A Mortgage Suit is a Powerful Tool !

Mortgage Litigation is a powerful tool when implemented properly with the potential to provide relief from unfair, illegal, unethical and immoral practices and acts of Lenders, Servicers and Investors. Like any legal action Mortgage Litigation is not a guarantee of positive results and may not be the best solution for every borrower. For those homeowners who do employ Mortgage Litigation the benefits can be substantial.

Borrowers empower themselves in the legal process when they file a suit by enjoying the position as a PLAINTIFF, which literally places the “other side” on the defensive as DEFENDANTS.

Plaintiffs can control defendants in a mortgage suit in various ways beginning with; who becomes a Defendant; for what reason or “Cause” a party is sued; demands for evidence which can be made public; exposure of financial records and more. Lenders, Servicers and Investors, the three types of businesses most commonly included as Defendants in Mortgage suit, have little or no desire for their business practices to become public, let alone create a court record accessible to future Plaintiffs. Additionally the defendants all must defend the mortgage suit which requires hiring and paying attorneys, and usually “staying”, or in common terms postponing, any ongoing collection or foreclosure actions, even sheriff or trustee sales.

As with any law suit,a mortgage suit almost always is driven into a settlement conference or settlement hearing.   This works to the benefit of the borrower, the Plaintiff, because the court always prefers that two parties settle and not take the courtroom’s time.  Judges push the parties to work out a reasonable resolution and don’t look favorably on Defendants who are unwilling to compromise.  In other words, the Plaintiff enjoys a major benefit with the court, the Judge, on their side.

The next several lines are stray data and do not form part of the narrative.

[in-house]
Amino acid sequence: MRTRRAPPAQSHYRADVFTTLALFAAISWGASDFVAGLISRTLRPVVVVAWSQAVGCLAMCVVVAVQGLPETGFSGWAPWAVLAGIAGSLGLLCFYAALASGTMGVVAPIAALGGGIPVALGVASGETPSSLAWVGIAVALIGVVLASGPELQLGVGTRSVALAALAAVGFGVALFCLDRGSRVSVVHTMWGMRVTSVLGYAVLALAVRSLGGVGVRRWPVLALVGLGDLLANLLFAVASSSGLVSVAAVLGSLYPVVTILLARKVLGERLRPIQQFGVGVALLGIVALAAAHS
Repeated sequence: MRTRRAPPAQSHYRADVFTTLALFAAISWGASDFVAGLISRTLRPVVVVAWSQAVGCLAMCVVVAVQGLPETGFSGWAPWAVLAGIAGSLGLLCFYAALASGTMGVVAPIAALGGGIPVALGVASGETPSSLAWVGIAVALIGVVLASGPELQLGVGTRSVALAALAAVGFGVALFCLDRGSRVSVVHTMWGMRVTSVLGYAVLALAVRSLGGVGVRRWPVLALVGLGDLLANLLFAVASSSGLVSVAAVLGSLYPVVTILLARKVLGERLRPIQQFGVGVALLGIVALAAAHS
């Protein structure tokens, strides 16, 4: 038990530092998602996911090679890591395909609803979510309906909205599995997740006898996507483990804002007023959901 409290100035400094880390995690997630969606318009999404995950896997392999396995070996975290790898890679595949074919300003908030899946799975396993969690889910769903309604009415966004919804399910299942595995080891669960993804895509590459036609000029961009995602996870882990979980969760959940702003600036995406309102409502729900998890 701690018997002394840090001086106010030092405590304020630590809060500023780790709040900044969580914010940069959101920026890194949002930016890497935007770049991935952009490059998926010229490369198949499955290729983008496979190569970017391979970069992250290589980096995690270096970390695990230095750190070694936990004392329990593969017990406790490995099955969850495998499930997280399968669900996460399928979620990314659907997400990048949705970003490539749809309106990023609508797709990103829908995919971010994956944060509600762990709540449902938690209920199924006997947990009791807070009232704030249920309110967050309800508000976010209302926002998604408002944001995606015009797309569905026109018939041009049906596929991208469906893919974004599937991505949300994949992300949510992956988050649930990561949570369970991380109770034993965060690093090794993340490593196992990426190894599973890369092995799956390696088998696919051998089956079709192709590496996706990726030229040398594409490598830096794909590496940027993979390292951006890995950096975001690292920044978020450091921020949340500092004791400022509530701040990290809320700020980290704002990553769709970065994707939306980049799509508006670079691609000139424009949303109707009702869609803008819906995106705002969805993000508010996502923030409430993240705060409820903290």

Remember, the Defendants don’t want to air their “dirty laundry” and make it public record.  This can be avoided by reaching a settlement with the Plaintiff because settlements are almost never made a public record.  (That’s one reason it is so difficult to verify the results of an attorney’s claims for success.) Defendants have a very real interest in protecting their bad behavior or illegal activity so that they don’t create opportunities for other borrowers to file their own mortgage suits.

Lastly, in a settlement hearing a Plaintiff can show the Defendants the various ways the Plaintiff has been damaged without the expense of trial, and very often without the costly discovery process.  This includes presenting the Defendants own published history of provided all varieties of mortgage assistance and compensation.

David Rudolph

© 2014

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